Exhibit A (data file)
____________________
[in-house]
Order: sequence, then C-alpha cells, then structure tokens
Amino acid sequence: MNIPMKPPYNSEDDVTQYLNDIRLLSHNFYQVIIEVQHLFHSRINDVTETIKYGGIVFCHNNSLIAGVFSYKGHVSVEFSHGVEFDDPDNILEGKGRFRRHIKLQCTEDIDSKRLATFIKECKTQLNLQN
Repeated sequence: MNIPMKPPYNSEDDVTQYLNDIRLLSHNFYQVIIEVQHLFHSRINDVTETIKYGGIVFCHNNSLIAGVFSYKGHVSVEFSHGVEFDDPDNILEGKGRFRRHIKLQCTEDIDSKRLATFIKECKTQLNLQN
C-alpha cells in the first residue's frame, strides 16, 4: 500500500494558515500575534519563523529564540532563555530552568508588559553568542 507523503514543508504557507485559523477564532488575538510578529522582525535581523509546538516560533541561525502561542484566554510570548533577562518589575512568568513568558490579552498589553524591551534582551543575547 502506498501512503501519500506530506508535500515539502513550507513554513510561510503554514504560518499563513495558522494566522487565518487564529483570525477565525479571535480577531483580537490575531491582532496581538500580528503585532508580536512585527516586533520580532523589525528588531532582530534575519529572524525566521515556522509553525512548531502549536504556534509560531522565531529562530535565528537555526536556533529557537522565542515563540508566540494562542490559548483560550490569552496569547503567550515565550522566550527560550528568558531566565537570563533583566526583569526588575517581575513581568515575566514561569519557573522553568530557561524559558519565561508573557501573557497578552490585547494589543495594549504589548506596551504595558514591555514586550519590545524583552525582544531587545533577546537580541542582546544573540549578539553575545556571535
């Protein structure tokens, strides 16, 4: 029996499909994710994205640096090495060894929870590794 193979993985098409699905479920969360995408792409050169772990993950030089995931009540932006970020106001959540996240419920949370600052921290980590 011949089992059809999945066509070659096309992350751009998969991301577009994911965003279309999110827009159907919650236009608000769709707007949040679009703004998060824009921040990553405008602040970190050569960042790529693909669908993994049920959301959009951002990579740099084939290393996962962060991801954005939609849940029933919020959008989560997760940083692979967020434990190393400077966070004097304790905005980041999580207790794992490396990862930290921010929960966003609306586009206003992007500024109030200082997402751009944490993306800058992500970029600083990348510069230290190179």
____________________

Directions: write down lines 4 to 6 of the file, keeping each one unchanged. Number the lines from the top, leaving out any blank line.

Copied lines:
Repeated sequence: MNIPMKPPYNSEDDVTQYLNDIRLLSHNFYQVIIEVQHLFHSRINDVTETIKYGGIVFCHNNSLIAGVFSYKGHVSVEFSHGVEFDDPDNILEGKGRFRRHIKLQCTEDIDSKRLATFIKECKTQLNLQN
C-alpha cells in the first residue's frame, strides 16, 4: 500500500494558515500575534519563523529564540532563555530552568508588559553568542 507523503514543508504557507485559523477564532488575538510578529522582525535581523509546538516560533541561525502561542484566554510570548533577562518589575512568568513568558490579552498589553524591551534582551543575547 502506498501512503501519500506530506508535500515539502513550507513554513510561510503554514504560518499563513495558522494566522487565518487564529483570525477565525479571535480577531483580537490575531491582532496581538500580528503585532508580536512585527516586533520580532523589525528588531532582530534575519529572524525566521515556522509553525512548531502549536504556534509560531522565531529562530535565528537555526536556533529557537522565542515563540508566540494562542490559548483560550490569552496569547503567550515565550522566550527560550528568558531566565537570563533583566526583569526588575517581575513581568515575566514561569519557573522553568530557561524559558519565561508573557501573557497578552490585547494589543495594549504589548506596551504595558514591555514586550519590545524583552525582544531587545533577546537580541542582546544573540549578539553575545556571535
């Protein structure tokens, strides 16, 4: 029996499909994710994205640096090495060894929870590794 193979993985098409699905479920969360995408792409050169772990993950030089995931009540932006970020106001959540996240419920949370600052921290980590 011949089992059809999945066509070659096309992350751009998969991301577009994911965003279309999110827009159907919650236009608000769709707007949040679009703004998060824009921040990553405008602040970190050569960042790529693909669908993994049920959301959009951002990579740099084939290393996962962060991801954005939609849940029933919020959008989560997760940083692979967020434990190393400077966070004097304790905005980041999580207790794992490396990862930290921010929960966003609306586009206003992007500024109030200082997402751009944490993306800058992500970029600083990348510069230290190179």